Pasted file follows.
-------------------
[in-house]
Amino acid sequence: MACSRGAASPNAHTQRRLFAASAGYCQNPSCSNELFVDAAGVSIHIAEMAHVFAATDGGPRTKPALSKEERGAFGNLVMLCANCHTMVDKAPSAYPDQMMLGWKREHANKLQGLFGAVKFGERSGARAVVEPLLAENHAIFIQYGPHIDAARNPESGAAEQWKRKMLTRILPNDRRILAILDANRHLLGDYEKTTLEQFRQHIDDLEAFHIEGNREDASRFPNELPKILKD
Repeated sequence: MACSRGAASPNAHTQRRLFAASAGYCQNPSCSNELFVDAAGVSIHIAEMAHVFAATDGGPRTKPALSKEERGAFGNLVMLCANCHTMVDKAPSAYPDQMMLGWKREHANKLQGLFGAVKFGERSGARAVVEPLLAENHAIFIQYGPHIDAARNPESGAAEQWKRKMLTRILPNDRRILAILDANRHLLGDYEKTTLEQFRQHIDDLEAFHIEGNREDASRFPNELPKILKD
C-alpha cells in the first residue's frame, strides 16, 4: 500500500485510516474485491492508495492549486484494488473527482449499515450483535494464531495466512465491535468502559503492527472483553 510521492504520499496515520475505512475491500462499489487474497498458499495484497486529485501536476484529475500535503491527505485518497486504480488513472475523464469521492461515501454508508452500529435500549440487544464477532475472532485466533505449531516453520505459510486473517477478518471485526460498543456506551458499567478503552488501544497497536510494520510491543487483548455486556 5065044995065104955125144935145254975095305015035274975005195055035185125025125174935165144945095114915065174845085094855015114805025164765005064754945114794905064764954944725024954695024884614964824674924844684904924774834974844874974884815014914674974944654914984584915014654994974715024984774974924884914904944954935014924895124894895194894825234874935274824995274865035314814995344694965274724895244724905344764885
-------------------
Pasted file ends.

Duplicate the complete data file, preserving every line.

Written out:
[in-house]
Amino acid sequence: MACSRGAASPNAHTQRRLFAASAGYCQNPSCSNELFVDAAGVSIHIAEMAHVFAATDGGPRTKPALSKEERGAFGNLVMLCANCHTMVDKAPSAYPDQMMLGWKREHANKLQGLFGAVKFGERSGARAVVEPLLAENHAIFIQYGPHIDAARNPESGAAEQWKRKMLTRILPNDRRILAILDANRHLLGDYEKTTLEQFRQHIDDLEAFHIEGNREDASRFPNELPKILKD
Repeated sequence: MACSRGAASPNAHTQRRLFAASAGYCQNPSCSNELFVDAAGVSIHIAEMAHVFAATDGGPRTKPALSKEERGAFGNLVMLCANCHTMVDKAPSAYPDQMMLGWKREHANKLQGLFGAVKFGERSGARAVVEPLLAENHAIFIQYGPHIDAARNPESGAAEQWKRKMLTRILPNDRRILAILDANRHLLGDYEKTTLEQFRQHIDDLEAFHIEGNREDASRFPNELPKILKD
C-alpha cells in the first residue's frame, strides 16, 4: 500500500485510516474485491492508495492549486484494488473527482449499515450483535494464531495466512465491535468502559503492527472483553 510521492504520499496515520475505512475491500462499489487474497498458499495484497486529485501536476484529475500535503491527505485518497486504480488513472475523464469521492461515501454508508452500529435500549440487544464477532475472532485466533505449531516453520505459510486473517477478518471485526460498543456506551458499567478503552488501544497497536510494520510491543487483548455486556 5065044995065104955125144935145254975095305015035274975005195055035185125025125174935165144945095114915065174845085094855015114805025164765005064754945114794905064764954944725024954695024884614964824674924844684904924774834974844874974884815014914674974944654914984584915014654994974715024984774974924884914904944954935014924895124894895194894825234874935274824995274865035314814995344694965274724895244724905344764885